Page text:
Gov. Rauner responds to state lawmakers failing to pass state budget

BySarah Schulte and Laura Podesta WLS logo
Thursday, June 1, 2017
Gov. Rauner responds to state lawmakers failing to pass state budget
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The failure to pass a budget for the third year in a row made the state one-of-a-kind. People are fed up with Springfield, but still, no action.

SPRINGFIELD, Ill. (WLS) -- Illinois residents woke up to a new reality Thursday. The failure to pass a budget for the third year in a row made the state one-of-a-kind. People are fed up with Springfield, but still, no action.

ABC 7 had a one-on-one with Governor Bruce Rauner and he responded to the budget crisis.

"Dereliction of duty" is the phrase the governor kept using Thursday as well as Wednesday. Like Wednesday, he continued to blame the budget impasse on the Democrats. All of this comes as the credit agencies have once again for the seventh time downgraded the state of Illinois.

"Let me remind you that in all of his time the state of Illinois has existed we have never once gone without a budget until Governor Rauner took office," Susana Mendoza, Illinois Comptroller, said.

Mendoza said her office has to deal with over $14 billion of unpaid bills and $800 million in late interest and penalties.

Knowing the Governor Rauner would veto a budget that included tax increases, House Democrats left town without voting on a Senate-passed budget. The governor said all along he would only sign a budget with tax increases if it included reforms like workman's comp or a property tax freeze, two things Democrats have passed but the governor said the bills don't go far enough.

"The majority of the House has shown no interest in any real changes to the system but I hope we can work something out with senators and then all of us together, Democrats and Republicans, put pressure on the House majority so they aren't just loyal to their political positions, they actually want to do things that are good for the people of Illinois," Governor Rauner said. "I believe we can get there, we just got to stay persistent."

Lawmakers plan to return sometime this month but they are still far apart.

"Every time we try to get close with him, he says it's not good enough," State Rep. Elaine Nekritz (D) Northbrook said.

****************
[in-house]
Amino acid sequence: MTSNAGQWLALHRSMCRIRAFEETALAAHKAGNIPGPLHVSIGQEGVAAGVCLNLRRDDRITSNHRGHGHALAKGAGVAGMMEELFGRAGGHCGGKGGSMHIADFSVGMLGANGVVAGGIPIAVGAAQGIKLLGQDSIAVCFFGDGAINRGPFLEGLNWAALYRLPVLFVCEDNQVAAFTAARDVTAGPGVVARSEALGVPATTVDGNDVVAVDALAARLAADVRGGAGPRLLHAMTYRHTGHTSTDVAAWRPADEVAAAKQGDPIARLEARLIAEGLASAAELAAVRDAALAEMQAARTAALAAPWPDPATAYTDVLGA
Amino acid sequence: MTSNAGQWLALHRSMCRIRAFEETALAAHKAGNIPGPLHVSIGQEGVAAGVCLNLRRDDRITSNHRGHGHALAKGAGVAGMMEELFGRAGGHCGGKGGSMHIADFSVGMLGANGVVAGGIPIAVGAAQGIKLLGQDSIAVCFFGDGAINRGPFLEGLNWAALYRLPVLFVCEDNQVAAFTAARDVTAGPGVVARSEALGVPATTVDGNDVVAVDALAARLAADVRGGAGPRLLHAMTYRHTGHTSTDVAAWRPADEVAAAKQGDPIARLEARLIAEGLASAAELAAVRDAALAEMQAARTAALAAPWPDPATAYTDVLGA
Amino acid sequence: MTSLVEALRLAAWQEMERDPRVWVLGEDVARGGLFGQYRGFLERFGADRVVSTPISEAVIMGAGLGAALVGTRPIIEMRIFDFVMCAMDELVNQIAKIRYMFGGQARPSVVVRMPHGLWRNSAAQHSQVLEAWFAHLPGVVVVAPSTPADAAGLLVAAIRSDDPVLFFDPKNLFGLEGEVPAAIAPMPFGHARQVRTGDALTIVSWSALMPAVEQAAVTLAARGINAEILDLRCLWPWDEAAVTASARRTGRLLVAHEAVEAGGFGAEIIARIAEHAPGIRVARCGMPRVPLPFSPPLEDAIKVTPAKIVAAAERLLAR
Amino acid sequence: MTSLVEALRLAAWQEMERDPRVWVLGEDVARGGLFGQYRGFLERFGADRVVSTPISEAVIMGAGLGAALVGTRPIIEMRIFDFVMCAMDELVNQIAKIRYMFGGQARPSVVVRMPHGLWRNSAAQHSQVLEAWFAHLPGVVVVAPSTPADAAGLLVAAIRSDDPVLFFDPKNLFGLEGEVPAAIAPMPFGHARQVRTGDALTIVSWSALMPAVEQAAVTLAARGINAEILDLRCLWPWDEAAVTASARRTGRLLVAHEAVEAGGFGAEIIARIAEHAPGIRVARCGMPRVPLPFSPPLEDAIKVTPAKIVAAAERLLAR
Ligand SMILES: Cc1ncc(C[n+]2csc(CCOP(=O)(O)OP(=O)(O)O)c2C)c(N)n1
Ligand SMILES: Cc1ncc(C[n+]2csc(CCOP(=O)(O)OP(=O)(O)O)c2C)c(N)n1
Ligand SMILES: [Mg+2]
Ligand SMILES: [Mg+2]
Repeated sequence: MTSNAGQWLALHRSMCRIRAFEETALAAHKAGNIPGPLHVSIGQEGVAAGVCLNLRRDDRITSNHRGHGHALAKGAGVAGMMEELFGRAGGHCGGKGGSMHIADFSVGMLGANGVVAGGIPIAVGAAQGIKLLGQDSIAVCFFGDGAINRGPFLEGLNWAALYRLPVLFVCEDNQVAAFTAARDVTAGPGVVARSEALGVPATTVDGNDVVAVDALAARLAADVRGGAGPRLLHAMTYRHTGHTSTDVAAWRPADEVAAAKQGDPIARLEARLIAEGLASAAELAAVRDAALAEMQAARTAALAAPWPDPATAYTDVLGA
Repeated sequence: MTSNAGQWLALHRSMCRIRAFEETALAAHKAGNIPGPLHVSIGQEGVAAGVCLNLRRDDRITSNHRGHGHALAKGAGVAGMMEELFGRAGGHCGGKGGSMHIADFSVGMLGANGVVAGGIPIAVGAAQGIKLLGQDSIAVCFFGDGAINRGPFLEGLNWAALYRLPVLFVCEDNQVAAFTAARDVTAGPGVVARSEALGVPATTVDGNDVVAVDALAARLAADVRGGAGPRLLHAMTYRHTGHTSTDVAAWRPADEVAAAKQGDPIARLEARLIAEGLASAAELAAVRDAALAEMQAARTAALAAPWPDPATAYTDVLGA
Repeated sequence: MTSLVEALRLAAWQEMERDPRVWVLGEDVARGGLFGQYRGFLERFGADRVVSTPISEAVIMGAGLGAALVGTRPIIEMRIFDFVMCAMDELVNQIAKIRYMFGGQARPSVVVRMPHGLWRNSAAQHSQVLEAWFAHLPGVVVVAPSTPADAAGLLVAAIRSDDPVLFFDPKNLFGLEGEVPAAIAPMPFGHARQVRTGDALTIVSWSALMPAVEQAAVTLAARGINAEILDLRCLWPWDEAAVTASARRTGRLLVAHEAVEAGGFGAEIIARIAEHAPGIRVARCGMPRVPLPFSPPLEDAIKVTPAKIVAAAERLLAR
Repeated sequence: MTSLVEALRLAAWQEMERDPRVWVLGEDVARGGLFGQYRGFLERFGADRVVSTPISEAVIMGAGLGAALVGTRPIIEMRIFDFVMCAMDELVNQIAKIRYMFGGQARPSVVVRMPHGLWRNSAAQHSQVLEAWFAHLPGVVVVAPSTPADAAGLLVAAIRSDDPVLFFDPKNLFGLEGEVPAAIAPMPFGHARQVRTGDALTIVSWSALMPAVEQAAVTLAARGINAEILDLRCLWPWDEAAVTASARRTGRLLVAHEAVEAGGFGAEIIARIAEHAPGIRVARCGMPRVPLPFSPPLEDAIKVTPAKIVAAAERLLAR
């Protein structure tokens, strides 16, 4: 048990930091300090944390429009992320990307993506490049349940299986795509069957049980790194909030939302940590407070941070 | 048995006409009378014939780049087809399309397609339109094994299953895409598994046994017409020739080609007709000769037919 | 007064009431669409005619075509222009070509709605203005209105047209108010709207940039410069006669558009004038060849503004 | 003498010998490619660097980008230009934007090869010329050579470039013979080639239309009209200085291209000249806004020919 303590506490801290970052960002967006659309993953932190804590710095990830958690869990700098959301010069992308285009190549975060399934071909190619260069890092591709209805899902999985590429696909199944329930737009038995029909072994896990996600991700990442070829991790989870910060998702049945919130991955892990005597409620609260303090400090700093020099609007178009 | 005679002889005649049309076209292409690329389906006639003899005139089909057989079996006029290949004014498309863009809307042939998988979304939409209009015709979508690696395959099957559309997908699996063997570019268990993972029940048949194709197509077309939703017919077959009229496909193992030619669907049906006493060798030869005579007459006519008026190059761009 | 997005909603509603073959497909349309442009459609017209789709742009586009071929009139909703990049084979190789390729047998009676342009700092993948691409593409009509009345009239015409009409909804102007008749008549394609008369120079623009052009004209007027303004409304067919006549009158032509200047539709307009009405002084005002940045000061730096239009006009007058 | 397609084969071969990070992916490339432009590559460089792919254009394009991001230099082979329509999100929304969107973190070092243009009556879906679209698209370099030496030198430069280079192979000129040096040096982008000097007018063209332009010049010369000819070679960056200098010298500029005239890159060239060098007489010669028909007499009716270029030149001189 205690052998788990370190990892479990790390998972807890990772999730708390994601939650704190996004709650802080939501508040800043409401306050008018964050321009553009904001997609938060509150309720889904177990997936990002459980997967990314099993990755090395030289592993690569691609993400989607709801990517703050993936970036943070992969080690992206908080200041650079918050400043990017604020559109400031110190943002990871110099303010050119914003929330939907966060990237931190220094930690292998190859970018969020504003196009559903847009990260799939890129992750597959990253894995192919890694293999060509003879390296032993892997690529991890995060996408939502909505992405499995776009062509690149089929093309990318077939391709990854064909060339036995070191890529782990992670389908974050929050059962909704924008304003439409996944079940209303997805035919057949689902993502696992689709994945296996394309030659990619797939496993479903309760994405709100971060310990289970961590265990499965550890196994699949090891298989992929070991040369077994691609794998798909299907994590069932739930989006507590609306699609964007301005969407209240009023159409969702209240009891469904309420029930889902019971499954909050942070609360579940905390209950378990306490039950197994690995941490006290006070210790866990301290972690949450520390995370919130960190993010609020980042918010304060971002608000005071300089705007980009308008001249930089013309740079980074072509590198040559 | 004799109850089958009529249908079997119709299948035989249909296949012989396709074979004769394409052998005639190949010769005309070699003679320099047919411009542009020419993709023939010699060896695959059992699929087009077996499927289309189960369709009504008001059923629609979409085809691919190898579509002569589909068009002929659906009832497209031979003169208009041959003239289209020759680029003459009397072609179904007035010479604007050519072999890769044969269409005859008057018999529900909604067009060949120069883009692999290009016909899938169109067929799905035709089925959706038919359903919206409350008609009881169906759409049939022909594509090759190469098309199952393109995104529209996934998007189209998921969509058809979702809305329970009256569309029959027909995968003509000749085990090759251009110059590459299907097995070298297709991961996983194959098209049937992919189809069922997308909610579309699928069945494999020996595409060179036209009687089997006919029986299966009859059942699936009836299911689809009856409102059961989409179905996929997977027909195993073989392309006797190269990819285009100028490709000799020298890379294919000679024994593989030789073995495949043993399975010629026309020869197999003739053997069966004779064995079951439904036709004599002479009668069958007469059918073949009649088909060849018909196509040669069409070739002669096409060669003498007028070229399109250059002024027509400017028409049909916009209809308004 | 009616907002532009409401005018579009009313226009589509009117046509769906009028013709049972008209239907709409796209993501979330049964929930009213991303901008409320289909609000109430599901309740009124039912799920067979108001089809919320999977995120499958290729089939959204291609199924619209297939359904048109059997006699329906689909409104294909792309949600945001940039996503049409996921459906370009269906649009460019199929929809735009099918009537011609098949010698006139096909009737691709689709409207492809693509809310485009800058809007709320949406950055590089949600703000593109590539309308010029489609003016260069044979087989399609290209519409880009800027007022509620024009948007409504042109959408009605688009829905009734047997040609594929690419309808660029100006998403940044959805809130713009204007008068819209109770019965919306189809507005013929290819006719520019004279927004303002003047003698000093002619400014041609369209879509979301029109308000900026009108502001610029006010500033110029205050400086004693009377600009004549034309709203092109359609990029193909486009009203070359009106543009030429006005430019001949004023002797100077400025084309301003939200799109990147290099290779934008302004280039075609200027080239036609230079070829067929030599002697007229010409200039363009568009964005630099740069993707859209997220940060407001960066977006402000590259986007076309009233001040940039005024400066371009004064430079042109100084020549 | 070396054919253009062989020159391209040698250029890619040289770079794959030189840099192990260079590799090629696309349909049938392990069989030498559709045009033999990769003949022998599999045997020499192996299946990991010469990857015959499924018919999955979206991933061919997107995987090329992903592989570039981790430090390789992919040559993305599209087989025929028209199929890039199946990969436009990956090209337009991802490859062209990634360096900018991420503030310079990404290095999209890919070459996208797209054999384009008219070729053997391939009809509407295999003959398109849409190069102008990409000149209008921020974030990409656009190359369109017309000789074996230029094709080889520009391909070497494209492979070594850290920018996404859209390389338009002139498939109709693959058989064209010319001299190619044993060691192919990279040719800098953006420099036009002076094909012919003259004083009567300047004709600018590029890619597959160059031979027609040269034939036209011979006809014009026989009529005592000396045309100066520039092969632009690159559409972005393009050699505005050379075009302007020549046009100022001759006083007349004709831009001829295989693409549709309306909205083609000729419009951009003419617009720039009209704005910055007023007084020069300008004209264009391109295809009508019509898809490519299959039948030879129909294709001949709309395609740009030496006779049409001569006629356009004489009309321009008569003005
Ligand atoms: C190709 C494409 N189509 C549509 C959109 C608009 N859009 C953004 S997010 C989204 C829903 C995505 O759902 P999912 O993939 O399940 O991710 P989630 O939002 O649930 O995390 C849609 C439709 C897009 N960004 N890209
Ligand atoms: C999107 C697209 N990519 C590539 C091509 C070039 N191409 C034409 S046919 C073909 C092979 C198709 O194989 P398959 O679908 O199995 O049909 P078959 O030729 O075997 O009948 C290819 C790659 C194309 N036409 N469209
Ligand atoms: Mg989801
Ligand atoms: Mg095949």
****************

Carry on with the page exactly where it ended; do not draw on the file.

Months ago, the Senate was very close to passing a budget with Republican support but Democrats said the governor killed it at the last minute.

"He hijacked the grand bargain in the middle of the process. Told the Republicans to vote no and didn't give the support and the same thing happened in the House and as a result we don't have a budget," State Senate President John Cullerton (D) said.

Governor Rauner did applaud Senate Democrats for passing some of his reforms.

Most of the governor's venom is aimed at Michael Madigan and House Democrats.

The situation without a budget three years running is dire - so much so that U.S. Congressman Bill Foster (D-Illinois) weighed in overnight.

"Illinois is the first state in eight decades to go without a budget, and Springfield's continued failure to pass a budget has caused irreparable damage to our schools, roads and medical assistance facilities in our state. This budget failure will continue to hurt school children, seniors in nursing homes, the disabled and any taxpayer who is fed up running the state on a high interest credit card. I am particularly disappointed that this failure seems largely driven by Governor Rauner's complete inflexibility on any proposed budget deal. We already have a President in the White House who seems to lack an understanding of the legislative and budgetary process. Unfortunately, Governor Rauner also shows no appetite for reasonable compromise that true leaders need in order to do their job," Foster wrote.

So what exactly happened Wednesday night? Not wanting to take the political risk of sending a budget to Republican Governor Bruce Rauner that he would then veto, Illinois House Democrats chose not to vote at all on a Senate budget plan that included tax hikes, missing the midnight deadline.

"We're going to start to see some real pain now. We're going to start to see downgrades. We don't have any funding for schools. We don't have any funding for higher-ed. We don't have a budget. It's going to have to come to a head. It should have come to head tonight, but it didn't. So, I'm willing to continue to work," Senate President John Cullerton said.

Illinois senators endorsed Wednesday night a measure to raise the minimum wage to $15 by 2022. The governor has said he would support that proposal.

There's a glimmer of hope for a budget. The fiscal year doesn't begin until July 1, so there could be a last-minute supermajority vote before then.